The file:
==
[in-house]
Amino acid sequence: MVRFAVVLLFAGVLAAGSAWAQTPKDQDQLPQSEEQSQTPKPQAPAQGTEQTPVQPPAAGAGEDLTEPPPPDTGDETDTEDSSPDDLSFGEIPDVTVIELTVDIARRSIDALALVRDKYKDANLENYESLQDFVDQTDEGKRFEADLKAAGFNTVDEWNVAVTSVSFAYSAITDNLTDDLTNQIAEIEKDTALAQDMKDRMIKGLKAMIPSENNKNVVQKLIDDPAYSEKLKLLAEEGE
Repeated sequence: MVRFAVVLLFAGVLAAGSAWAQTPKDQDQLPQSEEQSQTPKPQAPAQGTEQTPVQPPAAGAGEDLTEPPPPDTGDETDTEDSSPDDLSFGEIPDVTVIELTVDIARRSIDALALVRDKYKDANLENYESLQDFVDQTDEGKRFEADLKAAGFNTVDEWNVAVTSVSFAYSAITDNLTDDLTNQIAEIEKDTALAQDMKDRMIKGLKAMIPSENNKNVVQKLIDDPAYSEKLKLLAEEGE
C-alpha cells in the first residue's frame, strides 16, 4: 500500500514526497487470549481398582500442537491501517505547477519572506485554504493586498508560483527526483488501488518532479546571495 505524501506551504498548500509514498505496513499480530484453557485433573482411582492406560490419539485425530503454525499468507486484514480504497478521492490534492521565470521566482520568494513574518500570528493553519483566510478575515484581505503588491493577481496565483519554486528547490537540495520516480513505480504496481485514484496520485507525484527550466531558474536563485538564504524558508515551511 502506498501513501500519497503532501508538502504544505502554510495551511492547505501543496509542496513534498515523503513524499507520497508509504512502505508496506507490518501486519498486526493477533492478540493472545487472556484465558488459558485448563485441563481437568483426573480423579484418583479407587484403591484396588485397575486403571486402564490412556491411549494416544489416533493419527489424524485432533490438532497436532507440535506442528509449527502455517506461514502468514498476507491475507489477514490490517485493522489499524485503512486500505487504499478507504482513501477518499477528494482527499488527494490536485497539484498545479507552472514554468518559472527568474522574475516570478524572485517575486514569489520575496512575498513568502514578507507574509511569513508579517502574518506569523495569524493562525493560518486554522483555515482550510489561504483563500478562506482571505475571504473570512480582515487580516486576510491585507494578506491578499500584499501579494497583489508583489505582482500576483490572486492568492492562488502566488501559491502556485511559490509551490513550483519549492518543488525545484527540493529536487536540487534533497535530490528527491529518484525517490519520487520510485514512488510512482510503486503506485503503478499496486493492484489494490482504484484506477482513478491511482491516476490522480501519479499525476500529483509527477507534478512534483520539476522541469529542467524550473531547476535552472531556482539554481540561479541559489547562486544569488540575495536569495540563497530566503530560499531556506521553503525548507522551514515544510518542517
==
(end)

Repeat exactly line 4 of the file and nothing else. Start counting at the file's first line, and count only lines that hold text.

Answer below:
C-alpha cells in the first residue's frame, strides 16, 4: 500500500514526497487470549481398582500442537491501517505547477519572506485554504493586498508560483527526483488501488518532479546571495 505524501506551504498548500509514498505496513499480530484453557485433573482411582492406560490419539485425530503454525499468507486484514480504497478521492490534492521565470521566482520568494513574518500570528493553519483566510478575515484581505503588491493577481496565483519554486528547490537540495520516480513505480504496481485514484496520485507525484527550466531558474536563485538564504524558508515551511 502506498501513501500519497503532501508538502504544505502554510495551511492547505501543496509542496513534498515523503513524499507520497508509504512502505508496506507490518501486519498486526493477533492478540493472545487472556484465558488459558485448563485441563481437568483426573480423579484418583479407587484403591484396588485397575486403571486402564490412556491411549494416544489416533493419527489424524485432533490438532497436532507440535506442528509449527502455517506461514502468514498476507491475507489477514490490517485493522489499524485503512486500505487504499478507504482513501477518499477528494482527499488527494490536485497539484498545479507552472514554468518559472527568474522574475516570478524572485517575486514569489520575496512575498513568502514578507507574509511569513508579517502574518506569523495569524493562525493560518486554522483555515482550510489561504483563500478562506482571505475571504473570512480582515487580516486576510491585507494578506491578499500584499501579494497583489508583489505582482500576483490572486492568492492562488502566488501559491502556485511559490509551490513550483519549492518543488525545484527540493529536487536540487534533497535530490528527491529518484525517490519520487520510485514512488510512482510503486503506485503503478499496486493492484489494490482504484484506477482513478491511482491516476490522480501519479499525476500529483509527477507534478512534483520539476522541469529542467524550473531547476535552472531556482539554481540561479541559489547562486544569488540575495536569495540563497530566503530560499531556506521553503525548507522551514515544510518542517